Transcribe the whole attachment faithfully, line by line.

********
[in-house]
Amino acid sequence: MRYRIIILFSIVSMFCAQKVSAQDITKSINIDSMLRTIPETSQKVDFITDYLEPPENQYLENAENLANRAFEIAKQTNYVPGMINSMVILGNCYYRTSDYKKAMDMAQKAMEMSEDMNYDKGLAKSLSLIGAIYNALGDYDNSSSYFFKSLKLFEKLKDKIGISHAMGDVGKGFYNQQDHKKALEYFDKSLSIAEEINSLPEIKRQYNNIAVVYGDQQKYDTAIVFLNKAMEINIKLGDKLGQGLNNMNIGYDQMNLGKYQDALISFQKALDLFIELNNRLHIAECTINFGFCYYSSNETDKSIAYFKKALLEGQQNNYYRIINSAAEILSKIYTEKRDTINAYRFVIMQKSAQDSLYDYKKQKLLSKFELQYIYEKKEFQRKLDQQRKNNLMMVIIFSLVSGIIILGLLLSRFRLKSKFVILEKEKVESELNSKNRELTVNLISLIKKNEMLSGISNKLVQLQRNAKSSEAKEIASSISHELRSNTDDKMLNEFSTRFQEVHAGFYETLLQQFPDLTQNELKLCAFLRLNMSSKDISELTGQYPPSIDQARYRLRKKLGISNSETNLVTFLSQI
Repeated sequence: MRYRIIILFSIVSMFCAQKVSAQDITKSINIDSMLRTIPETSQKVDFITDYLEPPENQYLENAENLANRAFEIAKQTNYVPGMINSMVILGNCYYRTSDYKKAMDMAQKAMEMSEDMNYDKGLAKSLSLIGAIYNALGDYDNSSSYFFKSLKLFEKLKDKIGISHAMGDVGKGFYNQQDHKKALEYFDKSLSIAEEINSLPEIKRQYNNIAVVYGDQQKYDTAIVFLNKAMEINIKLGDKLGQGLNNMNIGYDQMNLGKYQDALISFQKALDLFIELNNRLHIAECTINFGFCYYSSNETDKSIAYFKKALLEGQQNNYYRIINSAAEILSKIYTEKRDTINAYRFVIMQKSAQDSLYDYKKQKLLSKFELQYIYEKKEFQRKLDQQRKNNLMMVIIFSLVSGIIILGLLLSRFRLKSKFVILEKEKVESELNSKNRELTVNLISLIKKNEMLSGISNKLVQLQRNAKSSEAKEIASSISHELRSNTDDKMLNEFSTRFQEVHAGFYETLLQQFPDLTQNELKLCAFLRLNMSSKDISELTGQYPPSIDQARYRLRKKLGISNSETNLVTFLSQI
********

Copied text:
[in-house]
Amino acid sequence: MRYRIIILFSIVSMFCAQKVSAQDITKSINIDSMLRTIPETSQKVDFITDYLEPPENQYLENAENLANRAFEIAKQTNYVPGMINSMVILGNCYYRTSDYKKAMDMAQKAMEMSEDMNYDKGLAKSLSLIGAIYNALGDYDNSSSYFFKSLKLFEKLKDKIGISHAMGDVGKGFYNQQDHKKALEYFDKSLSIAEEINSLPEIKRQYNNIAVVYGDQQKYDTAIVFLNKAMEINIKLGDKLGQGLNNMNIGYDQMNLGKYQDALISFQKALDLFIELNNRLHIAECTINFGFCYYSSNETDKSIAYFKKALLEGQQNNYYRIINSAAEILSKIYTEKRDTINAYRFVIMQKSAQDSLYDYKKQKLLSKFELQYIYEKKEFQRKLDQQRKNNLMMVIIFSLVSGIIILGLLLSRFRLKSKFVILEKEKVESELNSKNRELTVNLISLIKKNEMLSGISNKLVQLQRNAKSSEAKEIASSISHELRSNTDDKMLNEFSTRFQEVHAGFYETLLQQFPDLTQNELKLCAFLRLNMSSKDISELTGQYPPSIDQARYRLRKKLGISNSETNLVTFLSQI
Repeated sequence: MRYRIIILFSIVSMFCAQKVSAQDITKSINIDSMLRTIPETSQKVDFITDYLEPPENQYLENAENLANRAFEIAKQTNYVPGMINSMVILGNCYYRTSDYKKAMDMAQKAMEMSEDMNYDKGLAKSLSLIGAIYNALGDYDNSSSYFFKSLKLFEKLKDKIGISHAMGDVGKGFYNQQDHKKALEYFDKSLSIAEEINSLPEIKRQYNNIAVVYGDQQKYDTAIVFLNKAMEINIKLGDKLGQGLNNMNIGYDQMNLGKYQDALISFQKALDLFIELNNRLHIAECTINFGFCYYSSNETDKSIAYFKKALLEGQQNNYYRIINSAAEILSKIYTEKRDTINAYRFVIMQKSAQDSLYDYKKQKLLSKFELQYIYEKKEFQRKLDQQRKNNLMMVIIFSLVSGIIILGLLLSRFRLKSKFVILEKEKVESELNSKNRELTVNLISLIKKNEMLSGISNKLVQLQRNAKSSEAKEIASSISHELRSNTDDKMLNEFSTRFQEVHAGFYETLLQQFPDLTQNELKLCAFLRLNMSSKDISELTGQYPPSIDQARYRLRKKLGISNSETNLVTFLSQI